• Frugal Living,  Parenting

    Frugal snacks for hungry kids

    One of the best things about living in a small town like Pleasant Point, is that it’s so easy to get together with friends.  Everywhere is a 5 -10 minute walk away, and the roads are safe enough for older children to bike or walk on their own.

    After school and at weekends our house is usually overflowing with children, as our kids play with their friends from school or church.

    I love it.

    When we had children, I said to Mr G that I wanted an open house when our children’s friends felt welcome – just like my family house was when I was growing up.

    Well, we’ve definitely got that sort of house!

    All those children (it’s not unusual for us to have five or more) mean there’s extra bellies to fill, and that can really take a chunk out of your budget if you’re not careful.  I do a lot of baking, and that helps to cut costs down considerably.

     

    Here are my go-to snacks for feeding a tribe of ravenous children on a budget:

    • Some genius came up with the 100 biscuit recipe (cookies, for my American readers) which you can find here.  It makes a large bowl of biscuit dough to which you can then add whatever you like.  I use chocolate chips, sprinkles (aka hundreds and thousands/nonpareils), cocoa and cornflakes, raisins, lemon zest, m&m’s etc.  It tends to be whatever I have lying around!  The dough freezes well, so you can make a huge batch of basic dough, divide it into whatever flavours you want to add, and pop some in the freezer for another day.  Biscuits obviously aren’t the healthiest choice, but for an active child, one or two with their afternoon tea won’t hurt them.  This recipe really does make 100.  Because the mixture spreads out a lot while cooking, a teaspoon of mixture is all that’s needed per biscuit.
    100 biscuits may still not last long…
    • Popcorn.  We have one of those air popper machine thingees, and a little goes a long, long way.  I can get a big bowl of popcorn for about 25 cents.  I’ve never met a child who doesn’t go crazy for popcorn.

     

    • Tiny cheese muffins.  I use a recipe from New Zealand’s famous Edmond’s Cookbook, but there is a similar recipe over at Just A Mum.  I use tasty cheese because a little goes a long way when it comes to flavour.  I use the same when I make…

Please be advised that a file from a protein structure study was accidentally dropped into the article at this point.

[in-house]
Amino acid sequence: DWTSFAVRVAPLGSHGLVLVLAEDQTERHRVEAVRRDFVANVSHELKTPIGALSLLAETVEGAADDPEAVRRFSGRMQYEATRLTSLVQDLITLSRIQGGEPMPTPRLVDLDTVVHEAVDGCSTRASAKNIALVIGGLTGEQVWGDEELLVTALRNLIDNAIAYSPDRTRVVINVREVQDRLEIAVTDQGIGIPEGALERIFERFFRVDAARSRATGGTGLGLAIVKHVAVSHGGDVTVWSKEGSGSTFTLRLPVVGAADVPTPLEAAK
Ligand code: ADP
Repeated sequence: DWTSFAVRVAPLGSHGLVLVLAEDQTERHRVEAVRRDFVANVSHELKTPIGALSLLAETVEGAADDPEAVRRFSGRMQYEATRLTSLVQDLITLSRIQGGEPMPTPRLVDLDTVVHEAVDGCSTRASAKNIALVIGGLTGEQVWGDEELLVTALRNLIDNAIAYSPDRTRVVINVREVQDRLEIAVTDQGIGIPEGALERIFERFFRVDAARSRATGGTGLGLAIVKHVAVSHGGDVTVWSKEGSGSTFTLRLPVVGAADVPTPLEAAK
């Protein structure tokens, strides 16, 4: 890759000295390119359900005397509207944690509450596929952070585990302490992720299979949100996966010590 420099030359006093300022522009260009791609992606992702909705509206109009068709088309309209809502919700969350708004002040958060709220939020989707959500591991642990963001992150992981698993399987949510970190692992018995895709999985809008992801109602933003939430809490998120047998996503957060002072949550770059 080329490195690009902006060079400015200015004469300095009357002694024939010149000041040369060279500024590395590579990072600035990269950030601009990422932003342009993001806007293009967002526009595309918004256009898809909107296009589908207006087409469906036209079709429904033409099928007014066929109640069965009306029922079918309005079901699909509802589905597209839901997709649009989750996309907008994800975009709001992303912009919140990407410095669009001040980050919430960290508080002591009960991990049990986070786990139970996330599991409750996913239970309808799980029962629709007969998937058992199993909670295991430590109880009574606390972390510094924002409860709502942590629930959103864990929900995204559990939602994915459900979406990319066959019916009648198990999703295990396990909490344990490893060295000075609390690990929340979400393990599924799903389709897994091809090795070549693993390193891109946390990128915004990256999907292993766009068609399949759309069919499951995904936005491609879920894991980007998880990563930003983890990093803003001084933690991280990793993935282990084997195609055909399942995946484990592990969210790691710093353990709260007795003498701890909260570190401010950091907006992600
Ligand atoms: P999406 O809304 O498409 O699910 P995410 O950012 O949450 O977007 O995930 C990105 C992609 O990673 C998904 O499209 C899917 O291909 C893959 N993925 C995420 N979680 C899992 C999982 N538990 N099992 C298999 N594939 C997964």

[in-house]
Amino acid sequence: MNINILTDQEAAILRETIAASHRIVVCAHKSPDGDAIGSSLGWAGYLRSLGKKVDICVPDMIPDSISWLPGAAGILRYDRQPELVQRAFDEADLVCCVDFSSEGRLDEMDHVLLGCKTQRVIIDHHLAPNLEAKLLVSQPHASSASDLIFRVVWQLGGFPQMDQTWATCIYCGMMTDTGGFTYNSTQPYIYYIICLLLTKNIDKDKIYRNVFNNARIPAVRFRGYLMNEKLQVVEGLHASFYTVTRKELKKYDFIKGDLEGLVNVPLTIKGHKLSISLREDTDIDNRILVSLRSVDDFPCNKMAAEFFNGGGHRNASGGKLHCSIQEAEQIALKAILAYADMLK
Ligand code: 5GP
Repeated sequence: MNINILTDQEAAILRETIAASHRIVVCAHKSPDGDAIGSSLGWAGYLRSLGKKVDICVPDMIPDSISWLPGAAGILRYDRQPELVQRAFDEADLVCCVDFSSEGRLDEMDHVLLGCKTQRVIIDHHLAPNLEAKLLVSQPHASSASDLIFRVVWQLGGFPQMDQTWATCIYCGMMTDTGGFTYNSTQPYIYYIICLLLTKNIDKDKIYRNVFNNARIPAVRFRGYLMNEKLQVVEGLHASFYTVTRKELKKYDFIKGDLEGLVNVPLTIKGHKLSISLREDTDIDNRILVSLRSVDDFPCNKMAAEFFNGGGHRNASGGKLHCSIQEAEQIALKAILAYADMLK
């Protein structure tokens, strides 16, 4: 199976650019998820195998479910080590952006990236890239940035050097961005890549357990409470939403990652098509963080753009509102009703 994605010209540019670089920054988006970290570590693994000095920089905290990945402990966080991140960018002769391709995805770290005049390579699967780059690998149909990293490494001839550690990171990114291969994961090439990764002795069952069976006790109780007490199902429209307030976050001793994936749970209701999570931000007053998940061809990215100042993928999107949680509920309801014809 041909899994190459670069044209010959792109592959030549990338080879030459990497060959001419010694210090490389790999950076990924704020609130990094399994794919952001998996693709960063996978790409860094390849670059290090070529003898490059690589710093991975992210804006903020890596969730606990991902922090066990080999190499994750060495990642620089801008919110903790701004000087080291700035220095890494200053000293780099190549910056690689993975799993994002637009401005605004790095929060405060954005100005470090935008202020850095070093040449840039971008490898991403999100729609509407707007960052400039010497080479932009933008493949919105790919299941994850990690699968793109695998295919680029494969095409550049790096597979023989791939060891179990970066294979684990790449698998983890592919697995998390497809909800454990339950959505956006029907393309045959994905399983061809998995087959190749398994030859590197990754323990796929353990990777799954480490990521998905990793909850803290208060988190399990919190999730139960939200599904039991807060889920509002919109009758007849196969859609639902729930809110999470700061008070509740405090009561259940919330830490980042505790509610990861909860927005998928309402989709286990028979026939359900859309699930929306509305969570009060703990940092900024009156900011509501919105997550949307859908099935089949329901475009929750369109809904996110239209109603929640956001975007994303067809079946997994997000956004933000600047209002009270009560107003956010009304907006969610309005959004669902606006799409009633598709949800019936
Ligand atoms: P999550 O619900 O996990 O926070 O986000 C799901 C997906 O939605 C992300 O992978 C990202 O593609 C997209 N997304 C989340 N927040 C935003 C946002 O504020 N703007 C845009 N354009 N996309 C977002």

• Cheese scones.  My kids go nuts for scones.  I have made scones so many times I have the recipe committed to memory, and I can churn out a batch in 15 minutes.

     

    • Seasonal fruit.  My daughter eats a lot of fruit.  My son is picky about which kind of fruit he likes, but even he will chow down on anything when he’s got to fight four of his friends for the last slice of apple.  Peer pressure can be a good thing!  I’ve also found that children will eat pretty much anything if it’s put into a cool shape or design.
    These ‘palm trees’ get gobbled up quickly!
    • Real fruit or juice popsicles.  If you have some juice leftover from a party, you can put into straight into popsicle moulds or blend berries with banana for a creamy, frozen treat.  Popsicle moulds cost about $2 at stores here in New Zealand, and are worth this very modest outlay, as one single popsicle can cost upwards from $2 at the shops.  Plus you can make yummy treats that are actually healthy too.

     

    • Carrot and cheese sticks (I go easy on the cheese, it’s so expensive these days).  My children turn up their nose at hummus, but I live for the day when they’ll embrace it like some of their friends do.

     

    • Pikelets.  If you don’t know what a pikelet is, it’s basically a small, sweet, fluffy pancake.  I don’t make these often, but pikelets are great if you have a big crowd of children.  A little jam on top of the pikelet = happy children.  Generally I put out a plate of pikelets, things quickly resembles a school of piranhas in a feeding frenzy.

     

    • Crackers.  I stash away boxes of ‘company’ crackers when they’re on special at the supermarket.

     

    Lastly, I find the key to feeding a gaggle of children is portion control.  If I leave them with a box of crackers it will be gone in 1 minute.  If I plate up a snack for each child, then I’m rarely eaten out of house and home, and the children still seem satisfied.

     

    What are your go-to snacks?